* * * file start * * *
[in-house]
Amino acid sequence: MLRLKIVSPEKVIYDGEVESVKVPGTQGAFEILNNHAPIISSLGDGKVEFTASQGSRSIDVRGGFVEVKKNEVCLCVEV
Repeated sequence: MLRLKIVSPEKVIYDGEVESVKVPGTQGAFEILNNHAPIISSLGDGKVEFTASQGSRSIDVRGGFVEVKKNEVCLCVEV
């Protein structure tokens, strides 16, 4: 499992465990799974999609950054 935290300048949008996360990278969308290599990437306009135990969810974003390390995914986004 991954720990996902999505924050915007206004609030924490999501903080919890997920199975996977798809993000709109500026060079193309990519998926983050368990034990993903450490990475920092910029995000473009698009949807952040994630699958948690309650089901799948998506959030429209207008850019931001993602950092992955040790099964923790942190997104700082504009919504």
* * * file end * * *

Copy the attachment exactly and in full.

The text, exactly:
[in-house]
Amino acid sequence: MLRLKIVSPEKVIYDGEVESVKVPGTQGAFEILNNHAPIISSLGDGKVEFTASQGSRSIDVRGGFVEVKKNEVCLCVEV
Repeated sequence: MLRLKIVSPEKVIYDGEVESVKVPGTQGAFEILNNHAPIISSLGDGKVEFTASQGSRSIDVRGGFVEVKKNEVCLCVEV
């Protein structure tokens, strides 16, 4: 499992465990799974999609950054 935290300048949008996360990278969308290599990437306009135990969810974003390390995914986004 991954720990996902999505924050915007206004609030924490999501903080919890997920199975996977798809993000709109500026060079193309990519998926983050368990034990993903450490990475920092910029995000473009698009949807952040994630699958948690309650089901799948998506959030429209207008850019931001993602950092992955040790099964923790942190997104700082504009919504």